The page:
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High fat meals induces mild endotoxemia

Discussion in 'Other Health News and Research' started by Emootje, Jul 5, 2012.

  1. Emootje

    Emootje Senior Member

    The Netherlands
    The Leaky Gut Theory of Why Animal Products Cause Inflammation:

    The Exogenous Endotoxin Theory:
    merylg and SaraM like this.
  2. CJB

    CJB Senior Member

    I know I'll never eat another sausage mcmuffin. But otherwise, ????

    These studies that try to analyze what a food fraction does in our bodies miss the whole food idea. Just as in the chocolate example. It may contain high levels of endotoxins (due to the way it's processed), but has a balancing anti-oxidant action.

    In order to convince me, they need to explain this in terms of the French Paradox and the Intuit Paradox.

    Then there's the whole other side of the picture - grains are inflammatory - the paleo diet

    I thought this bit was particularly interesting and logical:

    Frankly, I think when we got away from smaller, family farms and into the world of commercial agriculture and processing to increase shelf life, we lost some key elements of nutrition that were formerly unknown (K2 in grass-fed butter for instance). It's quite possible that grass-fed beef has some nutrient fraction that protects against inflammation and IMO eaten in appropriate amounts, it's a very nutrient-dense, healthful food.

    Speaking of appropriate amounts, I think "high fat" and "high calorie" are two entirely different things and it looks like these studies were both high fat and high calorie. We can handle all kinds of diets (speaking of a healthy population) if they're relatively low in calories, or the calories are being burned by physical activity. When the body has to store excess calories, that's when the trouble starts.

    Figuring out what to eat is really tough with ME/CFS. I don't think we can afford to rule out anything. I'm a vegetarian at heart, but my body needs animal-based foods. I think humans have a good intuitive sense of what their body needs at any given time if we're raised with exposure to a wide variety of fresh, wholesome food. But we seem to have lost it. It's the Twinkie Syndrome (not to be confused with the Twinkie defense).
    xchocoholic and sianrecovery like this.
  3. searcher


    SF Bay Area
    I am with CJ as well. I am also a vegetarian at heart, and ate mostly vegetarian when I got sick. I really thought meat was an indulgence and unhealthy. But switching over to paleo has been better than any other treatment I've tried-- my gut settled down and my acid reflux is gone. I think, in my case, grains were much more inflammatory than grass-fed meat. I didn't experiment much with diet my first six months being sick since doctors are so dismissive of its effect (and tend to recommend a high-grain diet anyway,) but now believe it should be a first-line treatment,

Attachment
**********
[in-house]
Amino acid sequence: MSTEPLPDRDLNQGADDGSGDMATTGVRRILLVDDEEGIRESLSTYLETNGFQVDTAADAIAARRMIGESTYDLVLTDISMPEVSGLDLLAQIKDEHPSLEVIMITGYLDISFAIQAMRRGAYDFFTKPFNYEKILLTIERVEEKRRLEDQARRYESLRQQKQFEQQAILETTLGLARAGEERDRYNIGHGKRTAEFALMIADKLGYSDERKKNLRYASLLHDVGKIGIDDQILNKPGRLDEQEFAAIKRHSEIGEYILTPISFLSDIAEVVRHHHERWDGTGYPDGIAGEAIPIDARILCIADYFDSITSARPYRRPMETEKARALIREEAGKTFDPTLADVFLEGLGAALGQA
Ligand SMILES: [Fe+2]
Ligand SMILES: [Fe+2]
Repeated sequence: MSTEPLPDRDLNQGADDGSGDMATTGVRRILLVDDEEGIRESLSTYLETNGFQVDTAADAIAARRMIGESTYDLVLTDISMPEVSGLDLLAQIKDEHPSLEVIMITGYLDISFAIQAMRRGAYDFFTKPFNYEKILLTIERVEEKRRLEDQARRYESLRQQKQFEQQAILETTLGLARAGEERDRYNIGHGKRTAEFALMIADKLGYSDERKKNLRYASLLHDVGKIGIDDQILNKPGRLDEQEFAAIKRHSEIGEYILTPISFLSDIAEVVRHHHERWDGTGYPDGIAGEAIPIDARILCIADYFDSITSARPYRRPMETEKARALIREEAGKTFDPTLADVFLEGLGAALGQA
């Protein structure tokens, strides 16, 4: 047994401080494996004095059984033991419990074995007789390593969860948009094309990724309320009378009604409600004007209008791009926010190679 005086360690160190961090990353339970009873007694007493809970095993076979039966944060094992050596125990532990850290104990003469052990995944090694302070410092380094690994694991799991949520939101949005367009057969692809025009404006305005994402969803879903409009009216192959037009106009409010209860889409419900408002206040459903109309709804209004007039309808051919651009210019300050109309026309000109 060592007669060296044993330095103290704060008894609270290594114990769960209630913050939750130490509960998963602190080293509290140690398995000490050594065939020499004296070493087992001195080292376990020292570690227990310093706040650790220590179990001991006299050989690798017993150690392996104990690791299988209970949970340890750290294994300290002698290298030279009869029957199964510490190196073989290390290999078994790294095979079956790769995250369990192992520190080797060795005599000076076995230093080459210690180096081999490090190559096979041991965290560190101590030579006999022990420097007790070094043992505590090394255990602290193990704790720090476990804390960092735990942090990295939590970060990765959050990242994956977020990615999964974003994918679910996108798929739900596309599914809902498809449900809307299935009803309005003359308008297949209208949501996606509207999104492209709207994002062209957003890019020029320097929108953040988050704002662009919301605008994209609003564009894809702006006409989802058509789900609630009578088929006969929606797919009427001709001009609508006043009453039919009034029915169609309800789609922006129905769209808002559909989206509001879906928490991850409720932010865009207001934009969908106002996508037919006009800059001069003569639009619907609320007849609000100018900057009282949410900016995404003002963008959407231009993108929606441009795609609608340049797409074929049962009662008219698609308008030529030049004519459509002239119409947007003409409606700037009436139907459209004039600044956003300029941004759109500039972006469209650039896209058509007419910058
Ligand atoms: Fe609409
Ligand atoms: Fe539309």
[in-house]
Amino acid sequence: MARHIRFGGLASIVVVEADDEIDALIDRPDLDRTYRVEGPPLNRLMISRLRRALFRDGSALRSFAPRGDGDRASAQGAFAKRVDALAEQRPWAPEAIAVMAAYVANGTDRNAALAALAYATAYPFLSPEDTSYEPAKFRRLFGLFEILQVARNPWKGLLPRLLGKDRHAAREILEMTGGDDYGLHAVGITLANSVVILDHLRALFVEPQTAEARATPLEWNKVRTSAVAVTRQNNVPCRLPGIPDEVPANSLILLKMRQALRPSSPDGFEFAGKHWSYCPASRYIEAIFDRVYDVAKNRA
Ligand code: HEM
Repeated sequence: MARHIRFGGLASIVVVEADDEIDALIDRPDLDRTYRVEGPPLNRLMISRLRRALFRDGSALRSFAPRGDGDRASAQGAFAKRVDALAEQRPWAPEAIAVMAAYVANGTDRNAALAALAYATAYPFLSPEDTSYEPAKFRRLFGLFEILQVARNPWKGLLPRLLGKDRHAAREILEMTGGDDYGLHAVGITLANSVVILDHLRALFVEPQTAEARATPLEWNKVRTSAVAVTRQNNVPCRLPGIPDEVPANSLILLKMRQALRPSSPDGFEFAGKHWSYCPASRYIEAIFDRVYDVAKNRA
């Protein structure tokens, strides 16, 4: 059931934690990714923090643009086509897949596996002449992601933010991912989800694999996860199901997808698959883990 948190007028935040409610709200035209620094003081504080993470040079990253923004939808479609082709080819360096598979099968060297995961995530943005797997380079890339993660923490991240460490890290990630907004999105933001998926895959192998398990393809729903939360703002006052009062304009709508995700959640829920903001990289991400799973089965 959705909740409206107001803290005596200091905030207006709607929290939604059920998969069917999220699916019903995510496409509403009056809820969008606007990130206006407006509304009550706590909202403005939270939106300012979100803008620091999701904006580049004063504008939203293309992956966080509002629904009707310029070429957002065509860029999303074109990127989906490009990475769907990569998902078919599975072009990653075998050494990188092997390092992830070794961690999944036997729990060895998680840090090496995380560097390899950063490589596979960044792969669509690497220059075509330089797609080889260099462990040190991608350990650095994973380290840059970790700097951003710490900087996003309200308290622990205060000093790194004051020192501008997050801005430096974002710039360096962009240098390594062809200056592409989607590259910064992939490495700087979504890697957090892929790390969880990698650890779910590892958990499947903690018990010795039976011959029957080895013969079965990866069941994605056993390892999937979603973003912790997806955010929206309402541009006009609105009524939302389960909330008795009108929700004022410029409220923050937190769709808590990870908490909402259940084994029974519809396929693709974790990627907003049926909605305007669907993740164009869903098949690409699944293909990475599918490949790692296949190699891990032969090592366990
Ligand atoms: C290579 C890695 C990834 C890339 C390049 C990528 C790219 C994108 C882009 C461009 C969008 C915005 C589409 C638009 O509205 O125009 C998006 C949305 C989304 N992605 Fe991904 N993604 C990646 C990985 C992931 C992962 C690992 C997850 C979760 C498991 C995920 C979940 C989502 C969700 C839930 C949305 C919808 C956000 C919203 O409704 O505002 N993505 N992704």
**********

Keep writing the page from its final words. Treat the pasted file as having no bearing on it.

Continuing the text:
4. Sallysblooms

    Sallysblooms P.O.T.S. now SO MUCH BETTER!

    Southern USA
    I make sure to eat meat. Not eating it was very bad for me.

    We eat mostly veggies, sea veggies, seafood and fruit but we eat meat most every day. Low fat is fine, but you have to have balance.

    The carbs and grains are usually a problem. Eating no refined sugar, no bad carbs/gluten will do a lot for health since they cause inflammation. That is healing my nerves and so that is improving my POTS ( Autonomic Neuropathy.) After the diet is changed, the supplements can heal the body. Blood sugar needs to be kept even.
  5. Patrick*

    Patrick* Formerly PWCalvin

    Here's another vote for paleo-type diet. My stomach symptoms mostly disappeared when I switched to a low-carb, no grain, no sugar diet. I eat plenty of high fat foods and my GI tract feels much better than it ever did before -- even before I came down with ME.
    sb4 and Sallysblooms like this.
  6. Sallysblooms

    Sallysblooms P.O.T.S. now SO MUCH BETTER!

    Southern USA
    Oh, NUTS are an amazing part of the diet also. Coconut oil, coconut manna too.
    PWCalvin likes this.
  7. mellster

    mellster Marco

    San Francisco
    Yeah, this topic is really complex and I doubt that there is a single right approach although for different patients different diets may work. Just consider the carbs conundrum, needed for ATP, generally nowadays simple or refined carbs are shunned and have a bad rep due to the fact that they are instantly absorbed and cause a spike and could potentially increase the risk of developing diabetes amongst other symptoms. On the other hand, get this, Pimentel actually favors those carbs that are absorbed readily as he thinks the complex ones will be food for the bad gut bacteria in SIBO, so he recommends a low and simple carbs diet mostly. What now? ;)

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